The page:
The closer’s job should be Jenrry Mejia’s to lose

By Rob Curry

When Bobby Parnell entered a 5-4 game in the ninth inning of Opening Day 2014, he was looking to put his neck issues that had sidelined him the prior season behind him. To his and every Met fan’s dismay, it soon became apparent that it wasn’t his neck that was a concern…it was his elbow.

After Parnell blew the save, it was not long after that the Mets announced that Parnell would undergo Tommy John surgery on his elbow, ending his 2014 season.

As a result of Parnell’s injury, for the first several weeks of the season, the closer’s position became something of a revolving door for the Mets. Jose Valverde, Daisuke Matsuzaka, Carlos Torres and Kyle Farnsworth all picked up at least one save during the first month and a half of the season.

When Farnsworth was removed from the roster on May 14th, Jenrry Mejia became the latest Met to step into the closer’s role. Mejia picked up his first save of the season on May 17th versus the Nationals and never relinquished his role as closer. Mejia went on to collect 28 saves in 31 tries and most importantly, he solidified the back-end of the bullpen which was getting breakout seasons from Jeurys Familia and Vic Black.

Mejia limped to the finish line, however, battling a balky back, sore calf  and a hernia. Despite those ailments, Mejia was able to convert all seven of his save opportunities in the month of September. Not only did Mejia prove that he is capable of being an effective closer, but he also provided a theatrical spark at the end of games with his trademark “Mejia Stomp” celebration.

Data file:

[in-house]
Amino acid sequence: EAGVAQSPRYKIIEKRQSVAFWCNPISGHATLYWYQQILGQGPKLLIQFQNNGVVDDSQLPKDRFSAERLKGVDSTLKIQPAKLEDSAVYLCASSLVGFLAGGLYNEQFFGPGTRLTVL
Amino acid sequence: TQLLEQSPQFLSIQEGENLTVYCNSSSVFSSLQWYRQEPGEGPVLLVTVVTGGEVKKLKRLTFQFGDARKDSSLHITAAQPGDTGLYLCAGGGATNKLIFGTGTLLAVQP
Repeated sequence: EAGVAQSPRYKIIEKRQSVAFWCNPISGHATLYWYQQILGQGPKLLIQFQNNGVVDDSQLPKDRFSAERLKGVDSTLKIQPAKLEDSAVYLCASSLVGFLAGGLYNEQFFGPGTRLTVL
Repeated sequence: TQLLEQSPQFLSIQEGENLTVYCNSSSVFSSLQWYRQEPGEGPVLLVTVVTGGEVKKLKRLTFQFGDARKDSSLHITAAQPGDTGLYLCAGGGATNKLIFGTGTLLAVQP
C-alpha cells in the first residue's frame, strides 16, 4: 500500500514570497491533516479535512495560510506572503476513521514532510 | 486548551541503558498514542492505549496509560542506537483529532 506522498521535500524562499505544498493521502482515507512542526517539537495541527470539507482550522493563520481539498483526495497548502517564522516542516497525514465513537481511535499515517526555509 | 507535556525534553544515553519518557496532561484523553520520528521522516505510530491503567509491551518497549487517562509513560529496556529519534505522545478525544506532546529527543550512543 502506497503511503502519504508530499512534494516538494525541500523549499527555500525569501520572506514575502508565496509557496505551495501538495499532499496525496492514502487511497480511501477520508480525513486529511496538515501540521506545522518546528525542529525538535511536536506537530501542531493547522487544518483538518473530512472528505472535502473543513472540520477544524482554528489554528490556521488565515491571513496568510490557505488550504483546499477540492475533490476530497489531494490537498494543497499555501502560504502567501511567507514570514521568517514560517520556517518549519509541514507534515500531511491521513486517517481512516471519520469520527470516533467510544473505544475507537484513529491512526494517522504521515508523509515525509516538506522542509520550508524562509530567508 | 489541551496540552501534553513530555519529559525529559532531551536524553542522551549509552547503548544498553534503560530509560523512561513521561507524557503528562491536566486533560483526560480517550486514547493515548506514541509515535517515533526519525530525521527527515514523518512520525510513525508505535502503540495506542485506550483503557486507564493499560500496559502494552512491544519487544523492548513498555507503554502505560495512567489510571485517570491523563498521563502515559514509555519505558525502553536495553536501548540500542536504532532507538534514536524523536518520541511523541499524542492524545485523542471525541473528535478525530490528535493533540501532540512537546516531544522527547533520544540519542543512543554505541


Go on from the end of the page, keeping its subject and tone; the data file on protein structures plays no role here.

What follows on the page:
Despite Mejia’s success, Terry Collins said last week at the Winter Meetings that the closer’s job is Parnell’s to lose despite the very likelihood that Parnell will begin 2015 on the disabled list.

Regardless of Parnell’s health, the closer’s job should be Mejia’s to lose. Mejia has spent his entire career battling to find a spot on the roster and being flipped between the rotation and the bullpen. Now that he has finally found a role that he is comfortable with and excels at, it does not make sense to take him out of that role.

Mejia himself has stated that he loves the adrenaline in the ninth inning and that he feeds off of it. Removing him from the ninth inning might lessen that adrenaline. Even if Parnell is ready for Opening Day, Mejia should still be given the job of closer. He has more than proven that he is capable.